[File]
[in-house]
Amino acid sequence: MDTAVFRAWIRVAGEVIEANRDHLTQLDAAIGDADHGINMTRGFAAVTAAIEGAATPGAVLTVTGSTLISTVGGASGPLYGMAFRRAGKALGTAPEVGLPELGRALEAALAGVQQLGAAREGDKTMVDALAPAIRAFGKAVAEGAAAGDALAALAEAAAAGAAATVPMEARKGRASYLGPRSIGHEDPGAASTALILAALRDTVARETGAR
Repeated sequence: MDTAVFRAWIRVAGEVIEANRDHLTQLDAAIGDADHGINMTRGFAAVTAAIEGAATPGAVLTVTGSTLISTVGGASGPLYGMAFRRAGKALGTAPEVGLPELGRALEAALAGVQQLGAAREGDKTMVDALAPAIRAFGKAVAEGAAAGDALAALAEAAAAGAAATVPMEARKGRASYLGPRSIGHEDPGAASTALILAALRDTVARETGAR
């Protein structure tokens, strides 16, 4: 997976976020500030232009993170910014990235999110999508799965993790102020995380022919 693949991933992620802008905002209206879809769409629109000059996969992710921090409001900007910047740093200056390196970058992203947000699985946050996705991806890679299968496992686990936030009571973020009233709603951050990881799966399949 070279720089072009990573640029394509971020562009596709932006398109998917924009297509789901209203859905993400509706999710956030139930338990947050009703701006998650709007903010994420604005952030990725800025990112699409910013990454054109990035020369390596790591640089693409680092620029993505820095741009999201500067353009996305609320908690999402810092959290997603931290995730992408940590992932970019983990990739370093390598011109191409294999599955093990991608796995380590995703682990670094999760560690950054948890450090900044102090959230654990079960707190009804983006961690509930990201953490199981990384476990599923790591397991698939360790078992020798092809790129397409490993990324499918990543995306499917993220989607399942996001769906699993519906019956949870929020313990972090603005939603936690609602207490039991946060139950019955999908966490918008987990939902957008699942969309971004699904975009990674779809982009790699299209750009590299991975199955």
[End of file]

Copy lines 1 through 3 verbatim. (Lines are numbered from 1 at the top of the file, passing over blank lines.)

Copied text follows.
[in-house]
Amino acid sequence: MDTAVFRAWIRVAGEVIEANRDHLTQLDAAIGDADHGINMTRGFAAVTAAIEGAATPGAVLTVTGSTLISTVGGASGPLYGMAFRRAGKALGTAPEVGLPELGRALEAALAGVQQLGAAREGDKTMVDALAPAIRAFGKAVAEGAAAGDALAALAEAAAAGAAATVPMEARKGRASYLGPRSIGHEDPGAASTALILAALRDTVARETGAR
Repeated sequence: MDTAVFRAWIRVAGEVIEANRDHLTQLDAAIGDADHGINMTRGFAAVTAAIEGAATPGAVLTVTGSTLISTVGGASGPLYGMAFRRAGKALGTAPEVGLPELGRALEAALAGVQQLGAAREGDKTMVDALAPAIRAFGKAVAEGAAAGDALAALAEAAAAGAAATVPMEARKGRASYLGPRSIGHEDPGAASTALILAALRDTVARETGAR